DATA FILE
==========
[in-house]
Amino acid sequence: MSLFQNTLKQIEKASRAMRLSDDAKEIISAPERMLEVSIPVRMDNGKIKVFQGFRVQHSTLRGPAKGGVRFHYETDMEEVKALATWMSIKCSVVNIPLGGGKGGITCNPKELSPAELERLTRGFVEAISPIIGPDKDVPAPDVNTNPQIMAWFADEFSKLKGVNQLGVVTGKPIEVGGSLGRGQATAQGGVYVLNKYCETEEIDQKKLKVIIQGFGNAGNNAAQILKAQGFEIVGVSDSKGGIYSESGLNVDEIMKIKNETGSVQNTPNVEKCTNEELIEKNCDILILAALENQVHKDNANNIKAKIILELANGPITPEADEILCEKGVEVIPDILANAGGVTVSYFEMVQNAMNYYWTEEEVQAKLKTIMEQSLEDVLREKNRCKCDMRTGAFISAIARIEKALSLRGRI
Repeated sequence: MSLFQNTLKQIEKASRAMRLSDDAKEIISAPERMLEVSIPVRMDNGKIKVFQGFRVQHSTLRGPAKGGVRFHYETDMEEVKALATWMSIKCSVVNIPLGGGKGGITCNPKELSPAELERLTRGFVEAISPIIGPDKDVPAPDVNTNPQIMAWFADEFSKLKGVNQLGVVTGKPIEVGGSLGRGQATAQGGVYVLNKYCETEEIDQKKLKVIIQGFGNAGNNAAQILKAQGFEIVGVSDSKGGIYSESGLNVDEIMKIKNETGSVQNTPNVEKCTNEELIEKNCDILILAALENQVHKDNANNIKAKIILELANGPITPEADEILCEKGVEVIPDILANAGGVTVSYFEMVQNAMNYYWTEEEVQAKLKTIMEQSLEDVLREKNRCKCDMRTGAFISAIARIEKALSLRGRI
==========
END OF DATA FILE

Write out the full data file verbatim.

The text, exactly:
[in-house]
Amino acid sequence: MSLFQNTLKQIEKASRAMRLSDDAKEIISAPERMLEVSIPVRMDNGKIKVFQGFRVQHSTLRGPAKGGVRFHYETDMEEVKALATWMSIKCSVVNIPLGGGKGGITCNPKELSPAELERLTRGFVEAISPIIGPDKDVPAPDVNTNPQIMAWFADEFSKLKGVNQLGVVTGKPIEVGGSLGRGQATAQGGVYVLNKYCETEEIDQKKLKVIIQGFGNAGNNAAQILKAQGFEIVGVSDSKGGIYSESGLNVDEIMKIKNETGSVQNTPNVEKCTNEELIEKNCDILILAALENQVHKDNANNIKAKIILELANGPITPEADEILCEKGVEVIPDILANAGGVTVSYFEMVQNAMNYYWTEEEVQAKLKTIMEQSLEDVLREKNRCKCDMRTGAFISAIARIEKALSLRGRI
Repeated sequence: MSLFQNTLKQIEKASRAMRLSDDAKEIISAPERMLEVSIPVRMDNGKIKVFQGFRVQHSTLRGPAKGGVRFHYETDMEEVKALATWMSIKCSVVNIPLGGGKGGITCNPKELSPAELERLTRGFVEAISPIIGPDKDVPAPDVNTNPQIMAWFADEFSKLKGVNQLGVVTGKPIEVGGSLGRGQATAQGGVYVLNKYCETEEIDQKKLKVIIQGFGNAGNNAAQILKAQGFEIVGVSDSKGGIYSESGLNVDEIMKIKNETGSVQNTPNVEKCTNEELIEKNCDILILAALENQVHKDNANNIKAKIILELANGPITPEADEILCEKGVEVIPDILANAGGVTVSYFEMVQNAMNYYWTEEEVQAKLKTIMEQSLEDVLREKNRCKCDMRTGAFISAIARIEKALSLRGRI